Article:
0 Comments |  Venture Capital |  PRINT | 

Venture capitalists need to better understand failure for an ecosystem to thrive, says Steve Blank

Tuesday, 21 October 2014 | By Kye White

In a true, thriving startup ecosystem, venture capitalists understand failure, according to Steve Blank, the academic and entrepreneur who popularised the lean startup movement.


“In the US, this is kind of funny. When I used to get asked that question I’d change the subject by saying isn’t that Bill Gates over there? And maybe change the topic,” Blank says.


“In the last three or four years every VC in Silicon Valley needs to give lip service to lean startup. It’s changed dramatically.


“Whether they explicitly believe that failure means experience, I say hell yes. I think that is the nature of an entrepreneurial cluster. Now if you fail three or four times in a row they stop returning your phone calls. But a single failure, does not put you out of business.”


According to lean startup methodology, startups are able to “fail quickly” and learn from those mistakes to make the necessary pivot required to find a successful business model. Blank was speaking at the Australian Sports Technology Network’s annual conference in Melbourne yesterday.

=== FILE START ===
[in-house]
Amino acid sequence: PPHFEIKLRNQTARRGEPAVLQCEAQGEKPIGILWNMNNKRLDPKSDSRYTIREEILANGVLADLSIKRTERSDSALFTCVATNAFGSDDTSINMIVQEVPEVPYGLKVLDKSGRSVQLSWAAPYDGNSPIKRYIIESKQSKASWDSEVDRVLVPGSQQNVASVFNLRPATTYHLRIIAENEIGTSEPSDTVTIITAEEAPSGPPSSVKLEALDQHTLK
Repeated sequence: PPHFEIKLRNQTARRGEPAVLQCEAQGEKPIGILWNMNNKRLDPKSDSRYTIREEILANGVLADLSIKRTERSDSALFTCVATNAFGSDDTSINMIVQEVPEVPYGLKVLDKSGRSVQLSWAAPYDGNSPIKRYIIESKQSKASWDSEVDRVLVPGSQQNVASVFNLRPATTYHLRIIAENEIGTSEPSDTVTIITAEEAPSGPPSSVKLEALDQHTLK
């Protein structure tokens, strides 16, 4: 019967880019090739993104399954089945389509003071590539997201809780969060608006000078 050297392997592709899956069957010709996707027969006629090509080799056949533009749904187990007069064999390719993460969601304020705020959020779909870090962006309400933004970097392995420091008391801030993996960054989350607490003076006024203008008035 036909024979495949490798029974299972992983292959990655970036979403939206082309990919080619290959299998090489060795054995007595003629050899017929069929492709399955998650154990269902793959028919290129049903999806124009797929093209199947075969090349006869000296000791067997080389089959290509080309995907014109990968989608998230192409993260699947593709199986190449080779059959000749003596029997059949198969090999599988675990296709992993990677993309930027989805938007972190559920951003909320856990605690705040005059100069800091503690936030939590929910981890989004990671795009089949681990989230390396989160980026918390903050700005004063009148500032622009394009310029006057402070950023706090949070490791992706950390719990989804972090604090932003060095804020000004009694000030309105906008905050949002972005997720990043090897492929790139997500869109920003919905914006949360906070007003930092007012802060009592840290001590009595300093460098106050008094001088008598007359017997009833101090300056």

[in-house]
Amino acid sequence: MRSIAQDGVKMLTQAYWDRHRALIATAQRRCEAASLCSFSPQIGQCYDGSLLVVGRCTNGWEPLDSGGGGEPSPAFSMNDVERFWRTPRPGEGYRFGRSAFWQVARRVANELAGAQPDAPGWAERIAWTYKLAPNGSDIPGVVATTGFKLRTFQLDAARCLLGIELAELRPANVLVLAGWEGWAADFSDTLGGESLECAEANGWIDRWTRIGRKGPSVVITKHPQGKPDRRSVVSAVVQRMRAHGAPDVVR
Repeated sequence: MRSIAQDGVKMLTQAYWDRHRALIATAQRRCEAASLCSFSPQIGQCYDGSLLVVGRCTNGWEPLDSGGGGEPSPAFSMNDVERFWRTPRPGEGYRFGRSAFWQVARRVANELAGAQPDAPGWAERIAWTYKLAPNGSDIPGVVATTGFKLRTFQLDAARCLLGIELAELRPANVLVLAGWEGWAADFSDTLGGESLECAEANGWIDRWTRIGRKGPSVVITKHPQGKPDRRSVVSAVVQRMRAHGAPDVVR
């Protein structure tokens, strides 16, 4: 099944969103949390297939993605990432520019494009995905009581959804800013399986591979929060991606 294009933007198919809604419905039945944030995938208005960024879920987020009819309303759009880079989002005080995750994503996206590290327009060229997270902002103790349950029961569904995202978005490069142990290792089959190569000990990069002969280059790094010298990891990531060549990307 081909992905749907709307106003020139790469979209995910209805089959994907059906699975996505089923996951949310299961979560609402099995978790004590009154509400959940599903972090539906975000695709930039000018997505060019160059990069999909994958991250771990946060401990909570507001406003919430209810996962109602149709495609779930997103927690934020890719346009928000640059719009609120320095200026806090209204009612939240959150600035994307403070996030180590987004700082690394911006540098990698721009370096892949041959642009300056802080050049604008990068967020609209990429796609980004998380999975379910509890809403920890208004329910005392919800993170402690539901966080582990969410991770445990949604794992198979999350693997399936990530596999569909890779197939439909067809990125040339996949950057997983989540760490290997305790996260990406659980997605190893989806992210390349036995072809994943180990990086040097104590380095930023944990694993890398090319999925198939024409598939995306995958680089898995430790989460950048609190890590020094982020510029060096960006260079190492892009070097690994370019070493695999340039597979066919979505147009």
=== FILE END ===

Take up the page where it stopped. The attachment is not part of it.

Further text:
He says when he created his seventh startup, Rocket Science Games, he had his own experience of failure.


“I made it onto the cover of Wired magazine. There I am, hot stuff: ponytail, baseball cap, kind of embarrassing my kids, still cringe when they see it. I was riding high – 90 days later I realised I’m going out of business,” he says.


“I’ve raised $35 million. Still the world thinks it’s great. Heading to the ground, I call my mum and I say, ‘Hey mum, I just lost $35 million’.”


He went on to tell his mother, a Russian immigrant, the two venture capitalists who had invested that money gave him $12 million to start his next venture.


“She said in Russian, ‘They told us the streets were paved in gold in America, it must be true’,” Blank says.


“I tell this story only because what happened was the VCs really did believe failure equals experience, and I returned a billion dollars each to the two VCs who gave me that $12 million.


“And by the way, that’s not a Steve Blank story. That’s a Silicon Valley story. That’s an entrepreneurial cluster story.


“Smart VCs, when you have a cluster, believe that entrepreneurship is not just execution. You’re betting on the team, on the people, on the passion, on the vision and sometimes on the circumstances.


“When you can’t get them to believe failure equals experience, you don’t have the right culture yet.”


Follow StartupSmart on Facebook, Twitter, and LinkedIn.